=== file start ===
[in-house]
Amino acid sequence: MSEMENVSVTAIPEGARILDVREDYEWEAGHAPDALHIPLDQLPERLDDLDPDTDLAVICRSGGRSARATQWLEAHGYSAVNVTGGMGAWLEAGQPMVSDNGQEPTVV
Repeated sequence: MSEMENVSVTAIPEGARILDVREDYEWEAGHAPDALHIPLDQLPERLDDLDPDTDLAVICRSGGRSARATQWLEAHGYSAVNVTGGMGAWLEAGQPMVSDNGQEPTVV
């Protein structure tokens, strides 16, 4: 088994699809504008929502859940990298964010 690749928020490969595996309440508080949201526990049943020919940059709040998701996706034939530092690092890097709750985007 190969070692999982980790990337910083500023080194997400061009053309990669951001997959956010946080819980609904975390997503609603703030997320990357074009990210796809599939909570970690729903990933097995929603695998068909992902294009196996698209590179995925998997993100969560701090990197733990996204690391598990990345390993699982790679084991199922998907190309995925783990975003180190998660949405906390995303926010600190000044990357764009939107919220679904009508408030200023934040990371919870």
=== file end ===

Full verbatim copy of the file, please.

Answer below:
[in-house]
Amino acid sequence: MSEMENVSVTAIPEGARILDVREDYEWEAGHAPDALHIPLDQLPERLDDLDPDTDLAVICRSGGRSARATQWLEAHGYSAVNVTGGMGAWLEAGQPMVSDNGQEPTVV
Repeated sequence: MSEMENVSVTAIPEGARILDVREDYEWEAGHAPDALHIPLDQLPERLDDLDPDTDLAVICRSGGRSARATQWLEAHGYSAVNVTGGMGAWLEAGQPMVSDNGQEPTVV
């Protein structure tokens, strides 16, 4: 088994699809504008929502859940990298964010 690749928020490969595996309440508080949201526990049943020919940059709040998701996706034939530092690092890097709750985007 190969070692999982980790990337910083500023080194997400061009053309990669951001997959956010946080819980609904975390997503609603703030997320990357074009990210796809599939909570970690729903990933097995929603695998068909992902294009196996698209590179995925998997993100969560701090990197733990996204690391598990990345390993699982790679084991199922998907190309995925783990975003180190998660949405906390995303926010600190000044990357764009939107919220679904009508408030200023934040990371919870």